With the collapse of the fierce battle at the Supreme Court on Friday to stave off his trial by the Code of Conduct Tribunal (CCT) for allegedly falsifying his declaration of his assets, Senate President, Bukola Saraki, on conviction risks 14 years jail term, losing his position, 10 years ban form holding public and forfeiture of any asset related to the alleged offence.
The Code of Conduct Bureau and Tribunal Act empowers the Code of Conduct Tribunal to impose any of the punishments prescribed in section 23 of the act.
Section 23 of the Code of Conduct Bureau and Tribunal Act provides: “(1) Where the tribunal finds a public officer guilty of contravening any of the provisions of this act, it shall impose upon that officer any of the punishments specified under subsection (2) of this section.”
Section 23(2), however, states: “The punishment which the tribunal shall impose shall include any of the following: (a) vacation of office or any elective or nominated office as the case may be; (b) disqualification from holding any public office (whether elective or not) for a period not exceeding 10 years; (c) seizure and forfeiture to the state of any property acquired in abuse or corruption of office.”
The prescribed sanctions are also provided for in paragraph 18 of Part 1 of the Fifth Schedule to the 1999 Constitution (as amended).
However, to show that the prescribed sanctions may not be exhaustive, as the Act employs the word “include,” section 23(3) of the Code of Conduct Bureau and Tribunal Act provides: “The punishments mentioned in subsection (2) of this section shall be without prejudice to the penalties that may be imposed by any law, where the breach of conduct is also a criminal offence under the Criminal Code or nay other enactment or law.”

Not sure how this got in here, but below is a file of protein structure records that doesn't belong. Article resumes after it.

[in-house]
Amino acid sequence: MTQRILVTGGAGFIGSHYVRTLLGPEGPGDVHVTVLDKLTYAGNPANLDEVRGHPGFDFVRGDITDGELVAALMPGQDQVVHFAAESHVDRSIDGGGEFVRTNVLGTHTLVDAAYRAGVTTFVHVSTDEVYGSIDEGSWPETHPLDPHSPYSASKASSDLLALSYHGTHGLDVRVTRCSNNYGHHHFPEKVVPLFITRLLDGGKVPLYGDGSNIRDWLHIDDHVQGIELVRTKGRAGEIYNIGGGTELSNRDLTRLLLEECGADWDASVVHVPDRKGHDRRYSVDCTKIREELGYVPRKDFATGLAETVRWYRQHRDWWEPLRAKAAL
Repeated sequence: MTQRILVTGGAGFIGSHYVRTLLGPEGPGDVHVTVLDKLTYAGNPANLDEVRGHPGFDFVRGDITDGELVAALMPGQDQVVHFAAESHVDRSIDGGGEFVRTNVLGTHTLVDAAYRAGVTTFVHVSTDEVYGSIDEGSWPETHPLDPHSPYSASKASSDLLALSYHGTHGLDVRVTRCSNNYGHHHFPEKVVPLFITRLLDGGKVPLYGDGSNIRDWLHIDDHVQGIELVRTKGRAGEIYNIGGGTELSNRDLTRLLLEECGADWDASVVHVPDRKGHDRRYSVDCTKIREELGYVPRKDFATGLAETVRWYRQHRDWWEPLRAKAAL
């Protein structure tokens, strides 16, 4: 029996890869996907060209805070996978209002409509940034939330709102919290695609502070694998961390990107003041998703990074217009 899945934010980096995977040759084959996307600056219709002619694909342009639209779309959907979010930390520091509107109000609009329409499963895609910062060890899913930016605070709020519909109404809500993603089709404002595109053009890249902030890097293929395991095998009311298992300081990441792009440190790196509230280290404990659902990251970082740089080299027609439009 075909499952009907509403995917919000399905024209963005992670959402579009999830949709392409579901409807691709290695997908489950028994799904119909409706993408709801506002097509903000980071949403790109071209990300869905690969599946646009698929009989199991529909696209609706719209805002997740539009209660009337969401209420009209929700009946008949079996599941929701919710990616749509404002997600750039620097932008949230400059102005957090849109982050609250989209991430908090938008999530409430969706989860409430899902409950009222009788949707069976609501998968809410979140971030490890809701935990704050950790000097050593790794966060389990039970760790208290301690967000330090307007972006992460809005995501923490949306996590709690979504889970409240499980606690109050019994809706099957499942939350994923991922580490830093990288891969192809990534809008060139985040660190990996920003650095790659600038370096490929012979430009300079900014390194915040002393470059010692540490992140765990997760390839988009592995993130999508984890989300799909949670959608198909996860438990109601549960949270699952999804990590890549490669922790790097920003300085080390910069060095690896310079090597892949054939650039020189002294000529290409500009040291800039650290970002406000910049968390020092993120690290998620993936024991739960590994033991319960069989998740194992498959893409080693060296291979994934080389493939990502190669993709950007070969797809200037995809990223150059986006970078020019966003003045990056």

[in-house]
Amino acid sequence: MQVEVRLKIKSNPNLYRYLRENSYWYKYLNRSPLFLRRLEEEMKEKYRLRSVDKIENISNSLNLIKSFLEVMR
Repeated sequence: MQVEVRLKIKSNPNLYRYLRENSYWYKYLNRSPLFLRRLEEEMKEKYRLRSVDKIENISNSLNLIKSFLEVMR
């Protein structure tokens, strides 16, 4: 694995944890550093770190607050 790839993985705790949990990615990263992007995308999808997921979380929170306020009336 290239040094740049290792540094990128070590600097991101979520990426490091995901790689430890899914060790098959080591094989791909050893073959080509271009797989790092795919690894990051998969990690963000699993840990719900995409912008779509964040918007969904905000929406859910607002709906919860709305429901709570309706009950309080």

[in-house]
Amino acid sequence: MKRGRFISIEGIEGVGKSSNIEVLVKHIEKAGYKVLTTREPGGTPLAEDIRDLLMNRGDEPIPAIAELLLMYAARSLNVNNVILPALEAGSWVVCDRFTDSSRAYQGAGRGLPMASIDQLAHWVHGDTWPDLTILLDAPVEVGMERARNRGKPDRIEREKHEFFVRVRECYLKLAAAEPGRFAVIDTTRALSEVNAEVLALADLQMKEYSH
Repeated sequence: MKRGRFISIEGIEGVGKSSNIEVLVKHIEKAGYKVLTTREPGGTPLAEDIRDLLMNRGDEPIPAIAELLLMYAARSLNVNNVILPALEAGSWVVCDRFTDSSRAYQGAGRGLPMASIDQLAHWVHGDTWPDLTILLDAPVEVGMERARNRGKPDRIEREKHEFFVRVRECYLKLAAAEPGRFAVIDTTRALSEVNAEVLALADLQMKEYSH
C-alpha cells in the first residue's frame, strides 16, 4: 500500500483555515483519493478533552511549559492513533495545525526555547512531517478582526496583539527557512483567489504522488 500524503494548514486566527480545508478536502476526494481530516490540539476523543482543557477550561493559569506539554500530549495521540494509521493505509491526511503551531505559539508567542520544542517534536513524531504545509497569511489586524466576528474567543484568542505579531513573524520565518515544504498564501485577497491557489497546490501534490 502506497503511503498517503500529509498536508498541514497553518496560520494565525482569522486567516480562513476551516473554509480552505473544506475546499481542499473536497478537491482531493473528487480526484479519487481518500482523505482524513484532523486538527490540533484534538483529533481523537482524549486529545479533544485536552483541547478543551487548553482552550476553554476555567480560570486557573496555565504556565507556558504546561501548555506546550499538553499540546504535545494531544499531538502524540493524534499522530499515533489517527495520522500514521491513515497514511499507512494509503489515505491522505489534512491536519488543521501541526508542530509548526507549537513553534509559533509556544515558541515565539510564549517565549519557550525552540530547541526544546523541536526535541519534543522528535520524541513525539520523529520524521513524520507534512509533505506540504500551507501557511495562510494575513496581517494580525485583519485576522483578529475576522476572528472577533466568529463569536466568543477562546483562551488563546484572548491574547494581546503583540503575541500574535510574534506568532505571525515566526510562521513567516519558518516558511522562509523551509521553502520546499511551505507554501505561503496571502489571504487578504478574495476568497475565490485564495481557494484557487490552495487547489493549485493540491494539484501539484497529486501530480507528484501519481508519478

Under this provision, if found guilty of breach of the Code of Conduct for Public Officers, Saraki may also be punished for perjury, as his asset declaration was done under oath. The Criminal Code Act prescribes imposition of 14 years jail for perjury.
Section 118 of the Criminal Code Act states: “Any person who commits perjury is liable to imprisonment for 14 years. If the offender commits the offence in order to procure the conviction of another person for an offence punishable with death or with imprisonment for life he is liable to imprisonment for life.”
But whether a false declaration on oath amounts to perjury depends on the interpretation accorded the provisions of the law creating the offence.
What amounts to perjury is defined in section 117 of the Criminal Code Act. The section states: “Any person who, in any judicial proceeding, or for the purpose of instituting any judicial proceeding, knowingly gives false testimony touching any matter which is material to any question then pending in that proceedings, or intended to be raised in that proceeding, is guilty of an offence which is called perjury.”
Shedding light on the offence, Mr. Sebastine Hon (SAN) said what constitutes perjury depends on the law creating the crime. Whether merely falsely swearing to an oath amounts to perjury, he said, depends on the law creating it.
Chief Mike Ozekhome (SAN) also agreed that perjury depends on the provisions of the law creating it.
He, however, said merely falsely swearing to an oath, including false declaration of assets, cannot amount to perjury under section 117 of the Criminal Code Act.
For a false declaration on oath to amount to perjury under the section, he explained, the deponent must have done so in a judicial proceeding or intended such declaration on oath to be used in a judicial proceeding.